Focus Lesson. Literacy, September 8 th 2011. Objective. Today I will listen and respond to “Out of the Gang” by identifying instances of dialogue and explain in writing how the use of dialogue adds to the meaning of the story. . Why is Dialogue Important?.
Literacy, September 8th 2011
"Alex," my mother asked, "what were your activities and pursuits at your middle school today?”
"I had a full day of activities, Mother. My teachers were stimulating, and my English class was especially delightful."
“Mom, do I need to eat my liver?”
“Yes, you do. I had to when I was a kid. Ask your grandma.”
“Is that true?” asked Max. “Did she have to eat this stuff when she was my age?”
"Yes, Little Max. She did, just like you should.”
Lisa had just gotten out of the car and was heading around the corner of the garage when she ran into Brian.
“Jesus, you startled me. I wasn’t expecting you here.” His face looked sort of pale and pinched. He’s found out, she thought. I finally broke it off, but I was too late.
He said, “It’s been a real day for expectations. Where were you? I’ve been waiting here for an hour. You didn’t leave a note or—”
“I wasn’t planning on going anywhere—” Which sounded like crap when she said it, and she knew it. She was wearing a navy dress with a fitted waist and a low neckline, which had been a gift from Kevin. Heels. Hose. Make-up. The last time Brian had seen her in make-up when they weren’t on their way to church or a restaurant had been right after the second baby was born. Eight years ago? Yeah. About that .He raised an eyebrow.
“I can see that.” Pure sarcasm. For a moment his face lost the pinched look, and she saw suspicion in his eyes. “Where’s your coat?”
“I left the house in a hurry. I… um… my mother …”The pinched look was back around his eyes, and she stopped, suddenly frightened. He knew she hadn’t been visiting her mother in the hospital. Maybe he’d hired a detective to follow her. The sound of her heart pounding roared in her ears. If he really knew, she would lose everything. The boys. Brian. Her home. Her friends.
But he was saying, “The hospital reached you? God, I’m sorry. That’s why—”Now the scared feeling was worse. Different. But worse.
“They called me when they couldn’t get you.”
“I don’t understand.”
“Your mother. You said —”The lie came easily, easier than the lies that had preceded it over the last three months, pouring out of her mouth without any effort on her part.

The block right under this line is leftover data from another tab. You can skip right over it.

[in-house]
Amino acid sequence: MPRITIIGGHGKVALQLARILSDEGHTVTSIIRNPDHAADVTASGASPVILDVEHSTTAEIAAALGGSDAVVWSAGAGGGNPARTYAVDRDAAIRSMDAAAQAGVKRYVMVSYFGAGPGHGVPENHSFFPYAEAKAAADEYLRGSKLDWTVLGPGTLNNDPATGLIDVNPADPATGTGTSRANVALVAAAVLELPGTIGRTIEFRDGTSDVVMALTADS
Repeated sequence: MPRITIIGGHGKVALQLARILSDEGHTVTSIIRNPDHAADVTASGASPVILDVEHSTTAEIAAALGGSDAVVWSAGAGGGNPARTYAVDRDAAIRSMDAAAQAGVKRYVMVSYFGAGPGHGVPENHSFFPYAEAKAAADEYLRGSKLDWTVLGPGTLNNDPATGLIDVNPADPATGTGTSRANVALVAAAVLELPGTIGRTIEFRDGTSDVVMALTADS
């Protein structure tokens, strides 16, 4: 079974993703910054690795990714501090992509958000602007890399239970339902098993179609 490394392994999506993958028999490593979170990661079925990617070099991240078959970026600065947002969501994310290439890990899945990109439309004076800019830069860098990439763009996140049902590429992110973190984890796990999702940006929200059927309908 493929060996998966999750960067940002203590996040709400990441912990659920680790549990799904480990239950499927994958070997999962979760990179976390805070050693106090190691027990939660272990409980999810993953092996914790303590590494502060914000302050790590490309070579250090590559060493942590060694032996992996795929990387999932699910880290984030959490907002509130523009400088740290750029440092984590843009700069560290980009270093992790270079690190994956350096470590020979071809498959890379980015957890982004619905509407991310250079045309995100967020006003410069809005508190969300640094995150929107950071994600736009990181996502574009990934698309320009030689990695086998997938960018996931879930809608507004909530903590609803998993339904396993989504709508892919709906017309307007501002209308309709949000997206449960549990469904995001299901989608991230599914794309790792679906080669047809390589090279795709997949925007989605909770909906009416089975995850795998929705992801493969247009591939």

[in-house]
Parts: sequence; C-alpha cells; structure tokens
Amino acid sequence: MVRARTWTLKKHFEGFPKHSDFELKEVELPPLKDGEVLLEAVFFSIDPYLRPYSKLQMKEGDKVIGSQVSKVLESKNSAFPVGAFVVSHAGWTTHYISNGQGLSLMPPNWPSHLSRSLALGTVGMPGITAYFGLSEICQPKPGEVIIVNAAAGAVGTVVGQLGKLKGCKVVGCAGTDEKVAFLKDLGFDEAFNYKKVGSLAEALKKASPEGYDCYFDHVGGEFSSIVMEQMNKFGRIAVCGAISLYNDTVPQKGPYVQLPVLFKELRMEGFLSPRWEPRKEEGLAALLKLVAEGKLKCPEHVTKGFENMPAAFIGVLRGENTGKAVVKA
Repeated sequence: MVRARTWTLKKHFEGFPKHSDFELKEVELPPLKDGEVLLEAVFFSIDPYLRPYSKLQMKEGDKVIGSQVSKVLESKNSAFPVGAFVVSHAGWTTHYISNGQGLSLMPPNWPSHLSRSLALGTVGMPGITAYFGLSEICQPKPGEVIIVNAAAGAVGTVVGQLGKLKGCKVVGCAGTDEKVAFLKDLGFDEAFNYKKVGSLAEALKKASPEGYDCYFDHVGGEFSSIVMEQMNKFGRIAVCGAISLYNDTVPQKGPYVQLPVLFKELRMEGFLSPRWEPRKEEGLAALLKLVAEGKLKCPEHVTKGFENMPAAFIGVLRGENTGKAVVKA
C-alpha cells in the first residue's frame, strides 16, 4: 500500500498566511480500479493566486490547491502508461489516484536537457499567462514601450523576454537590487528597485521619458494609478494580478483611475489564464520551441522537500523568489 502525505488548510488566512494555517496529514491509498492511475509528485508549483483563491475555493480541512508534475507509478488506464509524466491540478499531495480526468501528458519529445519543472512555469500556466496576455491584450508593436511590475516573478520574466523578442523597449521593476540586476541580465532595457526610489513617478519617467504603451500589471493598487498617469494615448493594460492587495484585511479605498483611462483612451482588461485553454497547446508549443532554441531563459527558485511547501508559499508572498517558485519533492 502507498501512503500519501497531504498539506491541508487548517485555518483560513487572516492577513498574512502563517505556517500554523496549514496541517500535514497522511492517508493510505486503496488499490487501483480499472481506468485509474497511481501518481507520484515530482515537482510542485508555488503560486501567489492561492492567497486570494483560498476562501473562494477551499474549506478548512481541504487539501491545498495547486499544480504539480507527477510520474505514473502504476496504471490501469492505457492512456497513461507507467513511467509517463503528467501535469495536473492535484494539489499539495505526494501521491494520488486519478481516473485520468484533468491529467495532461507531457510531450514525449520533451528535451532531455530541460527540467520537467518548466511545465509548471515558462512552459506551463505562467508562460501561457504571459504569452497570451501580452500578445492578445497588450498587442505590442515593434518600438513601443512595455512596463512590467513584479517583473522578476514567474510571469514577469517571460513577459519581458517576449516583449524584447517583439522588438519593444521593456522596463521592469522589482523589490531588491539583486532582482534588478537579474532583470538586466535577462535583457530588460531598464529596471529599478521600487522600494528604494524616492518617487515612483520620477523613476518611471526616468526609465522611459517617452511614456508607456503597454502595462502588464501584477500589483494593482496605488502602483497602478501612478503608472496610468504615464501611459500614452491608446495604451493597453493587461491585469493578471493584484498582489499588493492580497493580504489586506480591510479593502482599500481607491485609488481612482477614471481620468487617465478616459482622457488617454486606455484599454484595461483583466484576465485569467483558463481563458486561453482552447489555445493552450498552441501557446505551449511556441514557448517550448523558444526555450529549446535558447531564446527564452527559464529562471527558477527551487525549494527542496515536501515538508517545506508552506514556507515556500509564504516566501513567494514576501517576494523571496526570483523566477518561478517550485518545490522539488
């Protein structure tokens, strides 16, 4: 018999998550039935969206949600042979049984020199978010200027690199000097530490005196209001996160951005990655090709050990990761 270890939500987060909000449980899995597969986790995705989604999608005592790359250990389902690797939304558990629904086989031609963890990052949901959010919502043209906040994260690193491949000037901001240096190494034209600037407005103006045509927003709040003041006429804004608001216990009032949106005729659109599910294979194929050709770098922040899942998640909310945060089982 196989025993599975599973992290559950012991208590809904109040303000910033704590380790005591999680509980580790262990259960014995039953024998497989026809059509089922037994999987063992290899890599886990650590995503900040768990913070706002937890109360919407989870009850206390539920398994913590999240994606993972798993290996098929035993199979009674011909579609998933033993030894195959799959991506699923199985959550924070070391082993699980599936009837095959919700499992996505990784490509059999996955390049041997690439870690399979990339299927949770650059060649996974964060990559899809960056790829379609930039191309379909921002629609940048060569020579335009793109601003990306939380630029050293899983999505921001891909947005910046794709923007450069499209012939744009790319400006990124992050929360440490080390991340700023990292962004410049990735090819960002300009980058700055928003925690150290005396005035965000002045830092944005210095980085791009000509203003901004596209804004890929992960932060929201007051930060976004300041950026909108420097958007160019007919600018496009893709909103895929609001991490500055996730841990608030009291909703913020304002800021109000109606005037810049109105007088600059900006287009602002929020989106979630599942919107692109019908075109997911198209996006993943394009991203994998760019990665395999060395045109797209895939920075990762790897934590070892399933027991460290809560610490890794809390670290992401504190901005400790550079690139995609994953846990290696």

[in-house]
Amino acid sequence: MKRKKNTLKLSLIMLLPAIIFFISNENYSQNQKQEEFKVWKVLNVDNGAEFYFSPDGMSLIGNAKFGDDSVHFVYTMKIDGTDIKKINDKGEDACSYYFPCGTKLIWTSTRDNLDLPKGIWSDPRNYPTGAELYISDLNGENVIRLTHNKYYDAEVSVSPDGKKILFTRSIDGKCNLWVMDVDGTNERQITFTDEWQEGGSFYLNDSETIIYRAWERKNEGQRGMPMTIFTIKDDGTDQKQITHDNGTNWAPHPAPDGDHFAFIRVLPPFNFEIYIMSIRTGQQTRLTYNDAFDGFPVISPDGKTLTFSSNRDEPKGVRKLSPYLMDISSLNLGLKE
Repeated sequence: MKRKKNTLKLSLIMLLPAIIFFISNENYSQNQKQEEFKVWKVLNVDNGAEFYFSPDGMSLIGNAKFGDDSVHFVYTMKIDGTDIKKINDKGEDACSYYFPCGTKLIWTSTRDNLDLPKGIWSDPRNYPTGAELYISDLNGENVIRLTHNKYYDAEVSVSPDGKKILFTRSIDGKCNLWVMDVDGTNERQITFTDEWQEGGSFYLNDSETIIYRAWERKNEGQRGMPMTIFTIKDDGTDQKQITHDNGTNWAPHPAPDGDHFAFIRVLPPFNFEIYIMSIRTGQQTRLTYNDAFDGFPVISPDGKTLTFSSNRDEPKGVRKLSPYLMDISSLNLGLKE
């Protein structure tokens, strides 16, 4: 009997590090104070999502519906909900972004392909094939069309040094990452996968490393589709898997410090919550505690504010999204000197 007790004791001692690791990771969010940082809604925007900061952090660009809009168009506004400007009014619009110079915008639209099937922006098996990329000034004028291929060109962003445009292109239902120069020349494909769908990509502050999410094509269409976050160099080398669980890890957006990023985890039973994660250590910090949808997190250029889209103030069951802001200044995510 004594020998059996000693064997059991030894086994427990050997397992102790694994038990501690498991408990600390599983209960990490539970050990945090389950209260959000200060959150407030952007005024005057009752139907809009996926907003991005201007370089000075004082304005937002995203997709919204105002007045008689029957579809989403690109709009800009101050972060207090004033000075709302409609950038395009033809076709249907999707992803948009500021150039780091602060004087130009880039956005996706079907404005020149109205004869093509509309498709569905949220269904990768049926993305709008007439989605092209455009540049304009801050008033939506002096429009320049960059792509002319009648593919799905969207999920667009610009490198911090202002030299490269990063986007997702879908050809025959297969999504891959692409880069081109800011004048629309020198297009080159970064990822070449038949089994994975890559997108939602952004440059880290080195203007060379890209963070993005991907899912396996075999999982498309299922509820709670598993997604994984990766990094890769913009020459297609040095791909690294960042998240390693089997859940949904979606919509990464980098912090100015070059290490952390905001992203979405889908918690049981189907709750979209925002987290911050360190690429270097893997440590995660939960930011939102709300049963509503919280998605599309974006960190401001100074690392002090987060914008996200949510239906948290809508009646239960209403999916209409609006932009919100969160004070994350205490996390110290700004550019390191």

She shivered and rubbed her arms and said, “I ran out to buy some flowers for her. She’s been so down.” Breast cancer and a modified mastectomy at fifty-eight. Mom was in the hospital doing chemo, and she was coming through it like a trooper, but she really had been down. Not that Lisa had done much to cheer her up. She’d had her mind on… other things. No more of that, though. The suspicion was back in his eyes.
“For three hours you’ve been buying flowers?”
“And then I drove around. I’ve had… a lot on my mind. But I’m fine now. Fine.” He looked a little sick.
“You didn’t go by the hospital?”
“No.” She’d been saving that for when she could look her mother in the eye again. No, mom, I’m not cheating on my husband. I’m not cheating on my family. I’m a good wife. A good mother. Now she could do that.
“Look, I’m freezing. Let’s go inside. Why did the hospital call? Does the doctor need to talk to me about more tests?” He was shaking his head—no, no, no—and his eyes were as bleak as the day.
“We have to go to the hospital.”
“What does your tattoo mean?” I asked Nick. the corner of the garage when she ran into Brian.
"I got a five-point star with a 'b' in the middle of it, for Blood, then just a money sign. Then I got my street name up here....”
“What’s it like being in a gang?”
"A couple of my homies died recently. It's hard to take, but it's life too. If you're gonna represent your 'hood it's gonna happen.” Nick replied.